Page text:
ZX Spectrum Games

ZX Spectrum Games

12 Oct 2009

ZX Spectrum Games - Dark Side - ZX Spectrum retro game

ZX Spectrum Darkside
Darkside was released for the ZX Spectrum by Incentive Software in 1988 was the follow up to their ground breaking 3D game Driller.

Once again the revolutionary 'Freescape' engine was used to generate the explorable playing area - and Incentive managed to make the engine a little slicker in this follow up to their already classic game.

The whole story to the game was based on the Ketars, who had taken 200 years to plan their revenge. This time they had constructed a giant crystal weapon (called as Zephyr One) on Evath's other moon, the excellently name Tricuspid.

Dark Side on the ZX Spectrum
Intended to harness the sun's energy and direct it at Evath, the huge crystal was linked to a series of energy collection devices (EGOs). If the EGOs were allowed to reach full power, Zephyr One would fire and your planet would be blown into tiny fragments.

The mission was to shoot and disable the EGOs. You were dropped into a safe zone on the moon's surface with the minimum of equipment: a space suit, a jet-pack, quad lazers, a shield and a modest supply of fuel.

Tricuspid has 18 sectors including the dark and light sides of the moon. In each, the 3D landscape was observed through the viewing panel of the space suit. Buildings, walls, trees and walkways all stood out from the regular surface of the moon.

You could look up or down, rotate to view objects from any angle and tilt to the right or left. This was all highly impressive stuff on the ZX Spectrum in 1988!

Viewing the impressive playing area of Darkside on the ZX SpectrumTricuspid was a moon of msytique. Weird and wonderful symbols adorned the buildings, tunnels were hidden beneath ground level and a number of places could only be reached by solving a series of puzzles.

The EGO network had to be tackled strategically. A column linked to two other active EGOs regenerated immediately after you had shot it, so only ECDs with a single working connection could be disabled permanently.

Powerporters (which looked like suspended slabs) provided instant teleportation transport. Restricted areas could only be accessed via a telepod, but for security purposes essential telepod crystals were hidden in various places on the moon. You really had to don your explorers hat to solve this game! But that is what makes it stand out as a true slice of classic gaming history.

Ketar defences were forced into action as you made your approach. Detector devices teleported intruders into a prison area while plexors broke down your shields as soon as you were within range of them. Your dwindling power supplies could be replenished by walking into fuel rods or shield pentagons.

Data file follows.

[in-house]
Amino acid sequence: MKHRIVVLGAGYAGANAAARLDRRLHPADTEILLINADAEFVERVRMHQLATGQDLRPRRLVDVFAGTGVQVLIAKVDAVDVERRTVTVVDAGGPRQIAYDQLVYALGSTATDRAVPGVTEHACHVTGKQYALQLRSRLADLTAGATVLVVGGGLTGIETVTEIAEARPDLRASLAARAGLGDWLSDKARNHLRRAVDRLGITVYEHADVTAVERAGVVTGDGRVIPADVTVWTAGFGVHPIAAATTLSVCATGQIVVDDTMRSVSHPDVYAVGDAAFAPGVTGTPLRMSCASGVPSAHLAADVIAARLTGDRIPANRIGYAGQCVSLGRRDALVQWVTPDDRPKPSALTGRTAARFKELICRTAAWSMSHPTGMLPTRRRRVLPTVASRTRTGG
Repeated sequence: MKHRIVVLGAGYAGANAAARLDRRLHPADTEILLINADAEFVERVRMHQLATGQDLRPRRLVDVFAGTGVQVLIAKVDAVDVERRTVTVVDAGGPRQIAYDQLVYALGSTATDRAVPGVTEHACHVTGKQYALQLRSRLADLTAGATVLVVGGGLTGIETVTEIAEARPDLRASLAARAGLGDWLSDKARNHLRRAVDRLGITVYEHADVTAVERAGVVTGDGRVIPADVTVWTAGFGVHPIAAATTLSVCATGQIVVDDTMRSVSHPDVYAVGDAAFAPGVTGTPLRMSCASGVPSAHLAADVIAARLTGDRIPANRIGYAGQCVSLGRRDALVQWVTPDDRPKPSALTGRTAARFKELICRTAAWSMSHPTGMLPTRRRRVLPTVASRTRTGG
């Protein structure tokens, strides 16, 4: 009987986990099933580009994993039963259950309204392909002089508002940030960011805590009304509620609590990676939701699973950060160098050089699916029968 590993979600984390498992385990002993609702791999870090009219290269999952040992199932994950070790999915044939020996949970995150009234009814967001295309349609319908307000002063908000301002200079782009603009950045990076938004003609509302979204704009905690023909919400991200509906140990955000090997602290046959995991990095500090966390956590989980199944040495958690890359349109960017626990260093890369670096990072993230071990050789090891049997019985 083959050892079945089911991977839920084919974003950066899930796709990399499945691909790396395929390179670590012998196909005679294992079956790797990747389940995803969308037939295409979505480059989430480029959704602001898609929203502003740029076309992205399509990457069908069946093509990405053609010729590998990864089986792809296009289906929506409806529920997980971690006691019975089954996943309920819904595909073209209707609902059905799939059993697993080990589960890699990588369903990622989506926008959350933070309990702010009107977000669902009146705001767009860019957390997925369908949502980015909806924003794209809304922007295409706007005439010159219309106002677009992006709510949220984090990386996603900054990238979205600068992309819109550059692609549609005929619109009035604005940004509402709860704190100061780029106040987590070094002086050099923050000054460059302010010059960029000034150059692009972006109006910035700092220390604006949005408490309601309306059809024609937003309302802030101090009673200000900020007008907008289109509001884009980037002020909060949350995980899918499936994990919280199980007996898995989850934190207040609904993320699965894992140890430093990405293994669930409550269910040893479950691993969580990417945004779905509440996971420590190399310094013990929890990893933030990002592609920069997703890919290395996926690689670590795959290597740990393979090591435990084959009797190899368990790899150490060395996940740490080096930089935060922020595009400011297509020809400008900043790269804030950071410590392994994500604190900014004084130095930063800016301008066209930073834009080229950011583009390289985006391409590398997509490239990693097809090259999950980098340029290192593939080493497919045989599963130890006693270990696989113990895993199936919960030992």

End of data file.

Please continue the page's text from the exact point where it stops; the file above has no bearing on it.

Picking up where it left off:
Allowing your energy to run down, falling into the grip of the plexors or failure to complete the task in time mean that Evath's fate was sealed.

To complete the game you had to find and disable the final EGO on the dark side of Tricuspid - but this was by no means easy or quick to do.

Darkside was a thoroughly absorbing, immersive and once again impressive gaming experience from Incentive. The 3D landscapes moved even smoother than last time out, and this title was a slick and higly polished piece of software.

On Release:
Well Incentive were onto another winner with this arcade adventure game. The first title had been revolutionary with it's free roaming 3D environment - and this second game was bigger, slicker, smoother and better. Fans of the original snapped it up - and even the relatively high price of £9.95 on cassette did not put Spectrum gamers off.

The test of time:
Well here in the land of Spectrum games we reckon Darkside still has something to offer. Whilst by todays standards the 3D landscape is very simple, we all know that games like this were precursors to todays modern 1st person perspective games. If you can get into the game there is still some atmosphere in here and good puzzles to solve.

Go on... Take a walk on the Dark Side.

We recommend getting hold of the real Sinclair hardware but if not then download this one for a ZX Spectrum emulator. Alternatively you could try and play it online.

Please see our other ZX Spectrum retro game reviews and programmer interviews - all links are listed in alphabetical order. Cheers guys.

GENRE: 3D Arcade Game (Arcade Adventure)
RELEASE DATE: July of 1988
RELEASED BY: Incentive Software
DEVELOPER(S): Chris Andrew, Paul Gregory and Stephen Northcott
PRICE: £9.95 Cassette or £14.95 Disk - UK

Exploring the surface of Tricuspid...

Classic Games, Arcade Games and ZX Spectrum Games

1 comment:

Graeme Mason said...

never got into the freescape games, found them a bit slow...

The Retro Brothers Favourite ZX Spectrum Games...

Jetpac Remake